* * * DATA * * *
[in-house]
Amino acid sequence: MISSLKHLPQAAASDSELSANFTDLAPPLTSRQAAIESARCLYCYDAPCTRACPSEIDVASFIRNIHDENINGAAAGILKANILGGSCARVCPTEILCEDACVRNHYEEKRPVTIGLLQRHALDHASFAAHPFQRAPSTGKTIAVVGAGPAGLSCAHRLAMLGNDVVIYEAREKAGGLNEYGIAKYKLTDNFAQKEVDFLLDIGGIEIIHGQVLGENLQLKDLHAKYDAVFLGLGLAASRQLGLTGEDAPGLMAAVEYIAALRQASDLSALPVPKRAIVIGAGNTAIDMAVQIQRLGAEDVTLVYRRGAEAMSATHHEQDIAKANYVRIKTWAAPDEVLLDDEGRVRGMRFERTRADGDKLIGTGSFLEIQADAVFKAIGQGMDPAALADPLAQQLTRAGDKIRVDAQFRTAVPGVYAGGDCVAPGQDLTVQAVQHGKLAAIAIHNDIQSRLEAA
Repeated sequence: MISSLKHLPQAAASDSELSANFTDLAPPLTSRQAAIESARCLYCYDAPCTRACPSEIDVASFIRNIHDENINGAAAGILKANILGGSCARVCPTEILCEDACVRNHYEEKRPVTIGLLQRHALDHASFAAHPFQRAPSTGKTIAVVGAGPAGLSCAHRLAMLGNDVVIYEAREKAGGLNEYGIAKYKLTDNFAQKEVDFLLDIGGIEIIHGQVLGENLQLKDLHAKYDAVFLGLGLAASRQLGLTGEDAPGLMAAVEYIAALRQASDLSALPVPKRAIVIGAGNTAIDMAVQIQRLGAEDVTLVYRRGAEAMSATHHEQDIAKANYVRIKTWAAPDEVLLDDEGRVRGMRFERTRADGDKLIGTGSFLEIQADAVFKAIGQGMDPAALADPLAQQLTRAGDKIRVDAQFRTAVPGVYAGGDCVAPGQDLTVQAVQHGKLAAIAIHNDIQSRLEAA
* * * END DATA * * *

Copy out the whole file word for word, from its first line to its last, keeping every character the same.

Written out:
[in-house]
Amino acid sequence: MISSLKHLPQAAASDSELSANFTDLAPPLTSRQAAIESARCLYCYDAPCTRACPSEIDVASFIRNIHDENINGAAAGILKANILGGSCARVCPTEILCEDACVRNHYEEKRPVTIGLLQRHALDHASFAAHPFQRAPSTGKTIAVVGAGPAGLSCAHRLAMLGNDVVIYEAREKAGGLNEYGIAKYKLTDNFAQKEVDFLLDIGGIEIIHGQVLGENLQLKDLHAKYDAVFLGLGLAASRQLGLTGEDAPGLMAAVEYIAALRQASDLSALPVPKRAIVIGAGNTAIDMAVQIQRLGAEDVTLVYRRGAEAMSATHHEQDIAKANYVRIKTWAAPDEVLLDDEGRVRGMRFERTRADGDKLIGTGSFLEIQADAVFKAIGQGMDPAALADPLAQQLTRAGDKIRVDAQFRTAVPGVYAGGDCVAPGQDLTVQAVQHGKLAAIAIHNDIQSRLEAA
Repeated sequence: MISSLKHLPQAAASDSELSANFTDLAPPLTSRQAAIESARCLYCYDAPCTRACPSEIDVASFIRNIHDENINGAAAGILKANILGGSCARVCPTEILCEDACVRNHYEEKRPVTIGLLQRHALDHASFAAHPFQRAPSTGKTIAVVGAGPAGLSCAHRLAMLGNDVVIYEAREKAGGLNEYGIAKYKLTDNFAQKEVDFLLDIGGIEIIHGQVLGENLQLKDLHAKYDAVFLGLGLAASRQLGLTGEDAPGLMAAVEYIAALRQASDLSALPVPKRAIVIGAGNTAIDMAVQIQRLGAEDVTLVYRRGAEAMSATHHEQDIAKANYVRIKTWAAPDEVLLDDEGRVRGMRFERTRADGDKLIGTGSFLEIQADAVFKAIGQGMDPAALADPLAQQLTRAGDKIRVDAQFRTAVPGVYAGGDCVAPGQDLTVQAVQHGKLAAIAIHNDIQSRLEAA